Dallas to me seems like such as good compromise between Austin and Houston. If I were to move I'd want to check out Dallas. As much as I think Houston is getting CA transplants I think the professionals streaming into Houston are mostly from Chicago and NYC from what I've heard from people. Dallas and Austin are getting more CA professionals and they're changing up the landscape.

It should show how a city is reflected by it's people. Houston is sort of reminding of something more reminiscent of the east coast, whether southeast or northeast, every time I visit, and Austin is reminding more and more of the Bay Area (not SF) every time I head over there.
Too many people have the attitude that "if you dont agree with me, to hell with you". I see it on both sides. I have conservative family members that wont speak to me because Im liberal and not Christian. But conservatives dont pretend to be tolerant. Liberals preach tolerance left and right and as of late, many just want the echo chamber.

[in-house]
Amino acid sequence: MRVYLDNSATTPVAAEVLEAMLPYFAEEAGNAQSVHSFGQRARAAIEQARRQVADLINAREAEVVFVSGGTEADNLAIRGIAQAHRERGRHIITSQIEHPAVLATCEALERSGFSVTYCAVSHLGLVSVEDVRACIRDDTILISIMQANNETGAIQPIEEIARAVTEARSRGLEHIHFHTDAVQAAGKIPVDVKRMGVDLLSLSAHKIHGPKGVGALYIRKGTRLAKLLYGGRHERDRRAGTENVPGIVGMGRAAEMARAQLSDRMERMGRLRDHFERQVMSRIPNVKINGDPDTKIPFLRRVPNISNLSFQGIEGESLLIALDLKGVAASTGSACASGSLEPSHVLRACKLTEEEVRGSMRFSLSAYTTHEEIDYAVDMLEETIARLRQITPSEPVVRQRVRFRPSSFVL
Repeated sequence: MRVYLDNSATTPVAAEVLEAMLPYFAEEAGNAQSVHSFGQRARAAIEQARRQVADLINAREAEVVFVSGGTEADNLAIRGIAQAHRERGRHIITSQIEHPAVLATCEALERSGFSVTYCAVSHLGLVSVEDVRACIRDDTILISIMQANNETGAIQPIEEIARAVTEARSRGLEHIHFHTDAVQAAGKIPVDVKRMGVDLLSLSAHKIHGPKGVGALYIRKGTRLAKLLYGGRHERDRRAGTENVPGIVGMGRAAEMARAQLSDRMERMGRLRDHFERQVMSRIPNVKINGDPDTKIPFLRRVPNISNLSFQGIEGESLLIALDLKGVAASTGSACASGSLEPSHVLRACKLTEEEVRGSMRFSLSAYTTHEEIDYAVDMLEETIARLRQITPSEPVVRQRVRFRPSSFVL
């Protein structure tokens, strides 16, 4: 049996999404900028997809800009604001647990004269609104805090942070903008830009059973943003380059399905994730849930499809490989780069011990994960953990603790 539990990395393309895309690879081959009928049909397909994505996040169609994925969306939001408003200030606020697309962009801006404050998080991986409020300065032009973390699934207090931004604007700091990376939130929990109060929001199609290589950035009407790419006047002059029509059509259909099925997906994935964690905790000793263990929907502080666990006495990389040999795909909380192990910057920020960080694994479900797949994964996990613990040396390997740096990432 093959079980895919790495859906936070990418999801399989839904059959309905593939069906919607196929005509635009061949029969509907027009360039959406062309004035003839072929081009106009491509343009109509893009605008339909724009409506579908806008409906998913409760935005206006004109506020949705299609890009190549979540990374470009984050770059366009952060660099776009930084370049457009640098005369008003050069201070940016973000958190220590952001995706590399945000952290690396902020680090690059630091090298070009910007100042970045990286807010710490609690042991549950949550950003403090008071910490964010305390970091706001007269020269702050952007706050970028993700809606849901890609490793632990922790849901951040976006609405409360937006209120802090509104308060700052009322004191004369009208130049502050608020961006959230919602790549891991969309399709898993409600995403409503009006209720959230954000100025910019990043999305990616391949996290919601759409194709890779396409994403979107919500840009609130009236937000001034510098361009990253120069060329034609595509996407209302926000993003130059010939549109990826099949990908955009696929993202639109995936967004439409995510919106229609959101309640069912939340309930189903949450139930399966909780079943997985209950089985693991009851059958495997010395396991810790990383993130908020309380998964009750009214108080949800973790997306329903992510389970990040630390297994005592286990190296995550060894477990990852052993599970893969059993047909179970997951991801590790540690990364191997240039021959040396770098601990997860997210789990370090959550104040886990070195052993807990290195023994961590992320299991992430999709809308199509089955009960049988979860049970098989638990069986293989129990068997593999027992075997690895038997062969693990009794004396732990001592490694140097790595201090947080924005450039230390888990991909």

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Old 08-04-2017, 12:11 PM
 
17,464 posts, read 10,539,112 times
Reputation: 8351
Quote:
Originally Posted by Cowboys fan in Houston View Post
Its funny you ask because my first stop in Texas was Dallas. I lived in Uptown, Addison, and had a house in Plano.

People often ask me which I like me and honestly, I cant really come up with a straight answer. I love both cities a lot. I loved Dallas because I had the best group of friends (the most diverse, most fun, and most eclectic) of anywhere Ive ever lived (LA, Chicago, DC, and here in Houston). I loved Plano. As a suburb, it really has it all. I loved Bishop Arts which still maintained the Mexican feel of Oak Cliff but also a great dinning and creative feel to it. Its definitely the most "Austin" place outside of Austin in Texas (IMO). I loved being close to Fort Worth because it was so different than Dallas and with just a 30 minute drive you could feel like you were worlds away. Im also not gay, but Dallas' gay nightlife was something to behold. Comparable to LA in many ways. Dallas is also wayyyy more diverse than people give it credit for. Not to the degree of Houston but more so than many other cities its size like Atlanta, Philadelphia, etc.